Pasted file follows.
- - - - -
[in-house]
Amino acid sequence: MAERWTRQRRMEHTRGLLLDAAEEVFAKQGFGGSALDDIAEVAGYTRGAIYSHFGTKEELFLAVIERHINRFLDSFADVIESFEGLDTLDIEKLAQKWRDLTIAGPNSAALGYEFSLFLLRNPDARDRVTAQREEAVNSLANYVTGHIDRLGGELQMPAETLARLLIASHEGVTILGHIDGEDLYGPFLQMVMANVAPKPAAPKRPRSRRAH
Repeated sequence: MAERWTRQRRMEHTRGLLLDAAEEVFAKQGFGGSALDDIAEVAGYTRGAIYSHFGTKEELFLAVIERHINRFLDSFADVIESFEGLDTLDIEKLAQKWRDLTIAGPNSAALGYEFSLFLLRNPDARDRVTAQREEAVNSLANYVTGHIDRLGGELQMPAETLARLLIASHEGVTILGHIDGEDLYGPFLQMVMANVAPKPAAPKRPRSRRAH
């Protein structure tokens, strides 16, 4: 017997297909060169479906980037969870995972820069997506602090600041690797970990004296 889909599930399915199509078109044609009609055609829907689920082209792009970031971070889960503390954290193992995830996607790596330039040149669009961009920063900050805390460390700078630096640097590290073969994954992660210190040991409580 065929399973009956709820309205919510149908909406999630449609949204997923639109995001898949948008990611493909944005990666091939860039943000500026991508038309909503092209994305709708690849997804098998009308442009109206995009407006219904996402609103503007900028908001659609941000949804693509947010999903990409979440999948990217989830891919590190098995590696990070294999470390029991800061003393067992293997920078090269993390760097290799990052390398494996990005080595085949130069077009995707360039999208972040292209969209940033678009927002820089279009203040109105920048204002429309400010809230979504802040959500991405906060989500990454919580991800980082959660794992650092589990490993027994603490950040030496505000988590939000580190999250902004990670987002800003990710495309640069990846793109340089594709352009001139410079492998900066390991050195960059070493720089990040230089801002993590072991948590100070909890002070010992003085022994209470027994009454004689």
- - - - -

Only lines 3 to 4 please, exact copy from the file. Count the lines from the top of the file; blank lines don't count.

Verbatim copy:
Repeated sequence: MAERWTRQRRMEHTRGLLLDAAEEVFAKQGFGGSALDDIAEVAGYTRGAIYSHFGTKEELFLAVIERHINRFLDSFADVIESFEGLDTLDIEKLAQKWRDLTIAGPNSAALGYEFSLFLLRNPDARDRVTAQREEAVNSLANYVTGHIDRLGGELQMPAETLARLLIASHEGVTILGHIDGEDLYGPFLQMVMANVAPKPAAPKRPRSRRAH
């Protein structure tokens, strides 16, 4: 017997297909060169479906980037969870995972820069997506602090600041690797970990004296 889909599930399915199509078109044609009609055609829907689920082209792009970031971070889960503390954290193992995830996607790596330039040149669009961009920063900050805390460390700078630096640097590290073969994954992660210190040991409580 065929399973009956709820309205919510149908909406999630449609949204997923639109995001898949948008990611493909944005990666091939860039943000500026991508038309909503092209994305709708690849997804098998009308442009109206995009407006219904996402609103503007900028908001659609941000949804693509947010999903990409979440999948990217989830891919590190098995590696990070294999470390029991800061003393067992293997920078090269993390760097290799990052390398494996990005080595085949130069077009995707360039999208972040292209969209940033678009927002820089279009203040109105920048204002429309400010809230979504802040959500991405906060989500990454919580991800980082959660794992650092589990490993027994603490950040030496505000988590939000580190999250902004990670987002800003990710495309640069990846793109340089594709352009001139410079492998900066390991050195960059070493720089990040230089801002993590072991948590100070909890002070010992003085022994209470027994009454004689």